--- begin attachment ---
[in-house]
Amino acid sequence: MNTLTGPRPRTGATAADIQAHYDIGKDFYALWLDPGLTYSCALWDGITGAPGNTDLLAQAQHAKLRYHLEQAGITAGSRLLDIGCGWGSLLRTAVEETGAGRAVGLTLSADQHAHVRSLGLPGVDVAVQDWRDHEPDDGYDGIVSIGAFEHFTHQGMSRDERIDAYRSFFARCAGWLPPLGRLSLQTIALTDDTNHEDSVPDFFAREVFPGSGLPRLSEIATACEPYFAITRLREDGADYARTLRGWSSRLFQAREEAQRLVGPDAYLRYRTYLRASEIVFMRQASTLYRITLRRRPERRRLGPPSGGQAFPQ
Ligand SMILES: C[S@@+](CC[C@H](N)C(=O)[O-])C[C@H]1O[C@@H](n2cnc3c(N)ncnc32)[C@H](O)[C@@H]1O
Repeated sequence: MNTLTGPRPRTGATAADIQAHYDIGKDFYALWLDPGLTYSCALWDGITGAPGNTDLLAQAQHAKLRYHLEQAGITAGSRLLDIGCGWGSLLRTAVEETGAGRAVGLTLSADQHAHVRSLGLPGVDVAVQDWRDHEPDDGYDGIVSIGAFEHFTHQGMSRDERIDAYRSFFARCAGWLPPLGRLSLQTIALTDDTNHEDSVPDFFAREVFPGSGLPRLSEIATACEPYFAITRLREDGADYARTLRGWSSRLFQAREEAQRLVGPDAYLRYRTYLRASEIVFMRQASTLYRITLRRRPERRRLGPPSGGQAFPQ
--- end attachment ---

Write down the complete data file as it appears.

[in-house]
Amino acid sequence: MNTLTGPRPRTGATAADIQAHYDIGKDFYALWLDPGLTYSCALWDGITGAPGNTDLLAQAQHAKLRYHLEQAGITAGSRLLDIGCGWGSLLRTAVEETGAGRAVGLTLSADQHAHVRSLGLPGVDVAVQDWRDHEPDDGYDGIVSIGAFEHFTHQGMSRDERIDAYRSFFARCAGWLPPLGRLSLQTIALTDDTNHEDSVPDFFAREVFPGSGLPRLSEIATACEPYFAITRLREDGADYARTLRGWSSRLFQAREEAQRLVGPDAYLRYRTYLRASEIVFMRQASTLYRITLRRRPERRRLGPPSGGQAFPQ
Ligand SMILES: C[S@@+](CC[C@H](N)C(=O)[O-])C[C@H]1O[C@@H](n2cnc3c(N)ncnc32)[C@H](O)[C@@H]1O
Repeated sequence: MNTLTGPRPRTGATAADIQAHYDIGKDFYALWLDPGLTYSCALWDGITGAPGNTDLLAQAQHAKLRYHLEQAGITAGSRLLDIGCGWGSLLRTAVEETGAGRAVGLTLSADQHAHVRSLGLPGVDVAVQDWRDHEPDDGYDGIVSIGAFEHFTHQGMSRDERIDAYRSFFARCAGWLPPLGRLSLQTIALTDDTNHEDSVPDFFAREVFPGSGLPRLSEIATACEPYFAITRLREDGADYARTLRGWSSRLFQAREEAQRLVGPDAYLRYRTYLRASEIVFMRQASTLYRITLRRRPERRRLGPPSGGQAFPQ